Sunday, February 26, 2012
It's in the bag...
Good morning! I hope you have a nice cup of tea, because this looks to be a long and picture-laden post! I'm going to show you my small collection of 1800's and early 1900's beaded bags, show you some of my vintage pattern books with their bag pictures and patterns, and - if my typing fingers hold out - a nice surprise at the end.
I've always been fascinated by those intricately beaded designs on little bags that were popular and useful items for over 100 years. I've seen them in my early 1800's knitting and crochet manuals right up through the early 1900's. Even in the 30's and 40's there were simpler versions of these bags in pattern magazines but their popularity was waning.
These covers from my 1920's Fleisher's manuals show the types of bags still used then, but less as chatelaines and more as project-bags:
Corticelli was another company that produced silk knitting and crochet threads and created pattern books to go with them. This reproduction Corticelli booklet from Iva Rose was originally printed in 1917 and is full of designs in the popular bright colours of that era as well as a few of the earlier bags in bead crochet and filet crochet.
My Heminway & Sons Silk-Craft manual also has a variety of these bags but from decades earlier. Heminway, established in 1849, also manufactured silk knitting and crochet thread - a laborious and exacting science in those years:
I have some original spools of this knitting silk in my collection, and from experimentation I've found that Perle Cotton size 5 might be substituted for some of these patterns, and comes in as wide a variety of colours as the early silks. You need something with a twist for durability (the original spools were called "Silk Twist") but thin enough for threading the tiny, tiny glass or steel beads.
My earliest bags are beautiful examples of the glass and steel bead crochet. Some are simpler geometric designs, like these from the 1800's using cotton twist and faceted bronze-coloured glass beads. I love the big beaded tassel on this small bag:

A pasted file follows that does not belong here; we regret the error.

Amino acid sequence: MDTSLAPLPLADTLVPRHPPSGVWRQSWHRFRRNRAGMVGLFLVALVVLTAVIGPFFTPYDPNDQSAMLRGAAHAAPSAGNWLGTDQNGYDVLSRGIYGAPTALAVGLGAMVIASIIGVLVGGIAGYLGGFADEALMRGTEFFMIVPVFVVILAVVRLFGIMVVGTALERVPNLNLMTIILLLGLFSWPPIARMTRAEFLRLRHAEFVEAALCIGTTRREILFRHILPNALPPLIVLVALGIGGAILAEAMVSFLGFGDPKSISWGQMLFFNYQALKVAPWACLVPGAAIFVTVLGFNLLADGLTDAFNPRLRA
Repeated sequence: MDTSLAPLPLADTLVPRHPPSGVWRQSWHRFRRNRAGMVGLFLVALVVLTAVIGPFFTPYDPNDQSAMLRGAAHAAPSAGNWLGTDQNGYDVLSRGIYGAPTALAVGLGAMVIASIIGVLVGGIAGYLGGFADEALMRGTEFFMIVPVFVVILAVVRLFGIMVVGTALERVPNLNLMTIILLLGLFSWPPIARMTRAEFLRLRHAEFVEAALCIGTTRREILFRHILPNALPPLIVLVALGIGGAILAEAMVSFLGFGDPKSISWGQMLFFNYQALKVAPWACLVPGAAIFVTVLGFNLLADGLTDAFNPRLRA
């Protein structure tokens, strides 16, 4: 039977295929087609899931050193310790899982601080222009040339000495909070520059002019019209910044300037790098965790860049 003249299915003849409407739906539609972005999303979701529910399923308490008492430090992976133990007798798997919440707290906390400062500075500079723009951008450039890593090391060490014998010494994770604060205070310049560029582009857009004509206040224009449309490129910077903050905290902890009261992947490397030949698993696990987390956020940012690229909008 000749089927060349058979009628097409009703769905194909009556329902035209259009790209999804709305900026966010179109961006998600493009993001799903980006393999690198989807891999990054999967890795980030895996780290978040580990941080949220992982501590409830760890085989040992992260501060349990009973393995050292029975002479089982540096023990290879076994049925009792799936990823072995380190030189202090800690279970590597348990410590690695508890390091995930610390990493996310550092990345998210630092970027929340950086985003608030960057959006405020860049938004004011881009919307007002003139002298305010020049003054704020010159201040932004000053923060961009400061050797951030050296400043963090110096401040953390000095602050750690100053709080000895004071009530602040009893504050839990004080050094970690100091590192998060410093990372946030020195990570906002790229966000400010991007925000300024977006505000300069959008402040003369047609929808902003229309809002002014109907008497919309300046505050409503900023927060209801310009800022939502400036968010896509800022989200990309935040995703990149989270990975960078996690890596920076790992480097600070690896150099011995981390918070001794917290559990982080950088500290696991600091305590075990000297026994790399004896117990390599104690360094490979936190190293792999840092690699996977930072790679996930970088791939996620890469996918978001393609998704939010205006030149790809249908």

and this larger bag with its beaded, turned-down collar and celluloid rings that the drawstring loops through:
This cream silk twist bag has rows and rows of beaded swags and beaded diamonds and a tightly crocheted, beaded ball-and-tassel (incredibly, I found it at a charity shop with a $5 price tag in a box of purses. I did tell them it was mis-marked and paid them a fair price for it):
This magnificent example is in navy Silk Twist with steel/precious metal beads:
It's incredibly heavy - like carrying a brick of metal - and maybe that is the reason that there is no wear or flaw of any kind on this bag, even though it is at least 100 years old. An antique appraiser told me that the beads were sterling silver.
This bag also has rings, silver ones, for the drawstring...
But the drawstring is a chain - as delicate and intricate as a silver necklace - beautiful!
The Heminway Silk-Craft book has a pattern for a silver-bead style bag, not as elaborate in design, but a pretty example:
It also shows patterns for the cotton crochet bags, with beads used just for the poesy design:
But the King and Queen of my little collection are the silk "beaded picture" bags:
These bags use such tiny crochet stitches and the glass beads themselves are minuscule. There are at least 45 beads to one inch in this example, and hundreds in a round.
The Heminway booklet has one pattern for this type of bag. I imagine it would take a year to complete it - the pattern alone is 11 pages long! The Oak Leaf and Acorn bag:
It uses 2 and 1/2 spools of silk twist, 7 skeins (beads threaded on string) of black beads, 5 skeins of bright yellow beads, 5 skeins of dark yellow beads, and 2 skeins of red-brown beads. The directions that follow give exact instructions for threading every single tiny glass bead onto the silk twist in a colour configuration that will result in the design pictured, similar to hand-painting yarn before knitting it. Then a tiny crochet stitch is made in between each and every of those thousands of beads to create the fabric and the beaded design. Each bead has to be threaded in exactly the right sequence in order for the "picture" to materialize - Amazing!
Well, I do have a related pattern for you, but I've run out of time so that will have to wait for the next blog post. If you have ever tried beaded crochet, let me know - I'd love to see your projects!